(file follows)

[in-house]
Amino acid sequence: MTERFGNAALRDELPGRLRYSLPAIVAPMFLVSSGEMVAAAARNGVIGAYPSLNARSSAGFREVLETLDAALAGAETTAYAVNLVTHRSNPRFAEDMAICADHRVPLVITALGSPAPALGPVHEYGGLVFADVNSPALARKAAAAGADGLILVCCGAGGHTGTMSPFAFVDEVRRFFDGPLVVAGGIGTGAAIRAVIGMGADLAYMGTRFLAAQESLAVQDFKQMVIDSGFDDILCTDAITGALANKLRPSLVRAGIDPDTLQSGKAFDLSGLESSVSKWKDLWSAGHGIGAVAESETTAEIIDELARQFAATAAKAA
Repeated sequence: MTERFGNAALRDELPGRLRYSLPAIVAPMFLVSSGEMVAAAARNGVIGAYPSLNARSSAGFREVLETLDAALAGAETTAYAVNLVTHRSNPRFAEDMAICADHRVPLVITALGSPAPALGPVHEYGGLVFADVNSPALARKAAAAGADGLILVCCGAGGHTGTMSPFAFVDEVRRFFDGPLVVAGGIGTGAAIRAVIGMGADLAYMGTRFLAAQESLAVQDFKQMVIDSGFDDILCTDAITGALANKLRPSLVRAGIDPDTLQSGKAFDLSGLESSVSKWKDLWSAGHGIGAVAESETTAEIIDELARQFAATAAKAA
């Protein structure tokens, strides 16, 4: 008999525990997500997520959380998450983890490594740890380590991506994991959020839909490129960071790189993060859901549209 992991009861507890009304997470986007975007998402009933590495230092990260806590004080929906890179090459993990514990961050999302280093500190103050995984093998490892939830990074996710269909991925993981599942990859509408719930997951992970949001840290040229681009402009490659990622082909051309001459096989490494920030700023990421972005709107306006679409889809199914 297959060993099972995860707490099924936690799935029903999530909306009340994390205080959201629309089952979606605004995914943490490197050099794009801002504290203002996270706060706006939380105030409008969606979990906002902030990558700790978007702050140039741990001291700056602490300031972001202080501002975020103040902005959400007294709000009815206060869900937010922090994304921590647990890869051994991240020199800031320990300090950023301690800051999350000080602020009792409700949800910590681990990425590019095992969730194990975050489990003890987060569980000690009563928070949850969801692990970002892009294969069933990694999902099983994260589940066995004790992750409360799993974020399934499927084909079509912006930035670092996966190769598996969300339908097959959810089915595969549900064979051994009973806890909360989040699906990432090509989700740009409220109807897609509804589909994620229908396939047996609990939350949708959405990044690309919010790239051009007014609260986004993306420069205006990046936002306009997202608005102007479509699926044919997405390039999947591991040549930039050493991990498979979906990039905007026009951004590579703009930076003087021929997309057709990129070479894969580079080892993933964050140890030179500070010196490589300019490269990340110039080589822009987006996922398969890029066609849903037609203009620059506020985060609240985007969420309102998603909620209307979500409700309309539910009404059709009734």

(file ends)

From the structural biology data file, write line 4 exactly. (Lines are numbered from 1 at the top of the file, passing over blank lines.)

């Protein structure tokens, strides 16, 4: 008999525990997500997520959380998450983890490594740890380590991506994991959020839909490129960071790189993060859901549209 992991009861507890009304997470986007975007998402009933590495230092990260806590004080929906890179090459993990514990961050999302280093500190103050995984093998490892939830990074996710269909991925993981599942990859509408719930997951992970949001840290040229681009402009490659990622082909051309001459096989490494920030700023990421972005709107306006679409889809199914 297959060993099972995860707490099924936690799935029903999530909306009340994390205080959201629309089952979606605004995914943490490197050099794009801002504290203002996270706060706006939380105030409008969606979990906002902030990558700790978007702050140039741990001291700056602490300031972001202080501002975020103040902005959400007294709000009815206060869900937010922090994304921590647990890869051994991240020199800031320990300090950023301690800051999350000080602020009792409700949800910590681990990425590019095992969730194990975050489990003890987060569980000690009563928070949850969801692990970002892009294969069933990694999902099983994260589940066995004790992750409360799993974020399934499927084909079509912006930035670092996966190769598996969300339908097959959810089915595969549900064979051994009973806890909360989040699906990432090509989700740009409220109807897609509804589909994620229908396939047996609990939350949708959405990044690309919010790239051009007014609260986004993306420069205006990046936002306009997202608005102007479509699926044919997405390039999947591991040549930039050493991990498979979906990039905007026009951004590579703009930076003087021929997309057709990129070479894969580079080892993933964050140890030179500070010196490589300019490269990340110039080589822009987006996922398969890029066609849903037609203009620059506020985060609240985007969420309102998603909620209307979500409700309309539910009404059709009734």